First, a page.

Recently, I wrote about plans to explore visual literacy with Year 5 using the CBCA Short List Picture Books. With the lessons now complete, this post provides an update on progress and shares some student work examples. The CBCA short list picture books provided a wonderful opportunity to connect with a range of quality literature. The books contained insightful social and emotional context and differing styles of illustrations, they proved to be exemplary for exploring visual literacy.
As outlined previously, visual literacy or visual grammar provides terminology to help understand and describe features of an image that create visual meaning. We learn who or what is in the picture, the activities involved, interactions between characters, emotions, and how the image catches our attention. Examining images in picture books also helps to add meaning and build depth to the story.
As stated in the NSW Education Standards Authority English K-10 Glossary visual language:
“…contributes to the meaning of an image or the visual components of a multimodal text and are selected from a range of visual features like placement, salience, framing, representation of action or reaction, shot size, social distance and camera angle. Visual language can also include elements such as symbol, colour, scene and frame composition, setting and landscape, lighting and the use of editing.”
Once we had completed reading and exploring each book, students worked with a partner and selected one of the books and one image to focus on and annotate. Students referred to the visual literacy guide which provided examples of terminology and direction on how to organise their summaries.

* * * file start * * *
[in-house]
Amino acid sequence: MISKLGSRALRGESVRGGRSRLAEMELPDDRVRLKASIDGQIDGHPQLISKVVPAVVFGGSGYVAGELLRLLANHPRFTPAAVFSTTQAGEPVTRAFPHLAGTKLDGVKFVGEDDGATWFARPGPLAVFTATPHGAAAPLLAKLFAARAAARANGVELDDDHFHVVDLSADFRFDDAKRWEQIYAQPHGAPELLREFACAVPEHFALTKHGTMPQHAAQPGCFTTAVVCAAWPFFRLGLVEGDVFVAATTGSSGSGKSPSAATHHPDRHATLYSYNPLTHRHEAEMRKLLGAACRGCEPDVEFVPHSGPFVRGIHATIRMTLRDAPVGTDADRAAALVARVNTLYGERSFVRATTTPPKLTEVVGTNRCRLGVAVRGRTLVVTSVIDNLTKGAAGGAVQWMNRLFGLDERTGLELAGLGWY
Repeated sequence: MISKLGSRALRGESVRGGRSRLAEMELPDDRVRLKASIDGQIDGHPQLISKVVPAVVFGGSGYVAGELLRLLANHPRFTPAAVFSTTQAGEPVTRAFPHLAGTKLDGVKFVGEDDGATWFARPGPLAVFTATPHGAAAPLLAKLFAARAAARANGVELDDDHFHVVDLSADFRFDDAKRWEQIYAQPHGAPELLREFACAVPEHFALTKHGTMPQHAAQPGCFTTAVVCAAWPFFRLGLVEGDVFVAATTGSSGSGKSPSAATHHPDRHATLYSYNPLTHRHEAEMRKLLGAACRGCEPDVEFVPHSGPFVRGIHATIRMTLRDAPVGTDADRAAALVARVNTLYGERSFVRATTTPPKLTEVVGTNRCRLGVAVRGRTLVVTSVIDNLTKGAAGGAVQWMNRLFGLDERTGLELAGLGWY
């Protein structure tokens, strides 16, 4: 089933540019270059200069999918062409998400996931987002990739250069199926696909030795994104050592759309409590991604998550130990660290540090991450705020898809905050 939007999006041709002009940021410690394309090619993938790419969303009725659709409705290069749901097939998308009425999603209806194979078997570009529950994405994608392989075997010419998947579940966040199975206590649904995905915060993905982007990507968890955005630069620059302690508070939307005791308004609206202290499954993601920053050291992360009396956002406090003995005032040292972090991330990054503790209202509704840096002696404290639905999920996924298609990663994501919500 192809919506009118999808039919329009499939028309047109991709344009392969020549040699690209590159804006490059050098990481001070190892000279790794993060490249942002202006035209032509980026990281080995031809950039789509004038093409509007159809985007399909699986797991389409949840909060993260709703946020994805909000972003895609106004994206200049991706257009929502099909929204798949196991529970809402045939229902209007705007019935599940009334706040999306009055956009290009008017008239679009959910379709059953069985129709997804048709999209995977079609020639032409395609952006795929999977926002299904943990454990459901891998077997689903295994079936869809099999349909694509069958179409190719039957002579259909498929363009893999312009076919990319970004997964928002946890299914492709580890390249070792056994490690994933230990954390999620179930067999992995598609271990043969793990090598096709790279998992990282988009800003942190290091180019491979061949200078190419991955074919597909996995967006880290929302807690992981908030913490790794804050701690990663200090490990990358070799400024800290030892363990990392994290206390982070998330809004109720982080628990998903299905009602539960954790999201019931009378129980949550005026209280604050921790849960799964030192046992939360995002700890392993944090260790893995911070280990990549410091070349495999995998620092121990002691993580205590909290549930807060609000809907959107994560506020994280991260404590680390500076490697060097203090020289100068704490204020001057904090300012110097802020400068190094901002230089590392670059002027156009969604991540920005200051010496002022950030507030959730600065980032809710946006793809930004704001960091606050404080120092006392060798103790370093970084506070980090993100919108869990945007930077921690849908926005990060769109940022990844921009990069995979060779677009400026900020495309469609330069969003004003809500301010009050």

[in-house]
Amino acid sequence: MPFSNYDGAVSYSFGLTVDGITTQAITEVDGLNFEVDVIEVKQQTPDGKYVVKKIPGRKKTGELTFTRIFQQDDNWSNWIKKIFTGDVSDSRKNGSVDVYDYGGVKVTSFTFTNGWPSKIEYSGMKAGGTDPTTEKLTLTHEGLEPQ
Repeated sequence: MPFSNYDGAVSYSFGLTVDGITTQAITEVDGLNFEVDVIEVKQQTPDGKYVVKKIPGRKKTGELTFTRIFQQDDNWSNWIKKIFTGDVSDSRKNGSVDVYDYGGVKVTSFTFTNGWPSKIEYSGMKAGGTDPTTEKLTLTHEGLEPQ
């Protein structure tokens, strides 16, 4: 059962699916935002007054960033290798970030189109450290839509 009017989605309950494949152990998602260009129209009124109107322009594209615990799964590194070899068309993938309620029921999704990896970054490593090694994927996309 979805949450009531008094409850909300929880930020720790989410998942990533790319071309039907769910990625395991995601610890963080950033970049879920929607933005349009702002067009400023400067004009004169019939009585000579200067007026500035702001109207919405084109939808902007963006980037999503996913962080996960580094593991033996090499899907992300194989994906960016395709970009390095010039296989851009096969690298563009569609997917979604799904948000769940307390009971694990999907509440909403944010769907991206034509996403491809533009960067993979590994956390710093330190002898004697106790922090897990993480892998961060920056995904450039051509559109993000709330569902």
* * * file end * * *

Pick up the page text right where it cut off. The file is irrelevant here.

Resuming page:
Overall we were highly impressed with the level of student engagement and commitment to learning. Some students selected to take a photo of the image and add annotations using Word inserting callouts, while others were provided with a colour photocopy of the image to annotate by hand. Once complete the students uploaded their work onto the school LMS allowing for sharing and feedback.
Pantaleo (2016), in an observation of teaching and learning visual literacy lessons with primary aged students, suggests focusing on one visual literacy element at a time and having students write a personal response of their learning after reading a picture book. Callow (2016), highlights the many opportunities of the Australian Curriculum to read and engage with books to explore visual literacy. He encourages us to create opportunities for students to investigate picture books to locate visual literacy elements and to allow students to create their own images using visual literacy learning.
Using the CBCA short list picture books allowed for an outstanding series of learning experiences. Following a few simple steps to introduce visual literacy and providing for students to explore and respond with examples can be adapted to a wide range of purposefully selected picture books.
The visual literacy guide was made available to students via the school library homepage. Full access to the guide is available here: Tips for Viewing Images in Picture Books
Callow, J. (2016). Viewing and doing visual literacy using picture books. Practical Literacy, 21(1), p.9-12. Retrieved from https://www.alea.edu.au/resources/practical-literacy-the-early-and-primary-years-pl-2
Forrest, S. (2017). How does it make me feel? Using visual grammar to interact with picture books. Literacy Learning in the Middle Years, 25(1), p.41-52. Retrieved from https://www.alea.edu.au/resources/literacy-learning-the-middle-years-ll
NSW Education Standards Authority. (2017). Glossary. Retrieved from http://syllabus.nesa.nsw.edu.au/english/english-k10/stage-statements/
Pantaleo, S. (2016). Primary students’ understanding and appreciation of the artwork in picturebooks. Journal of Early Childhood Literacy. 16(2), p.228-225. DOI: 10.1177/1468798415569816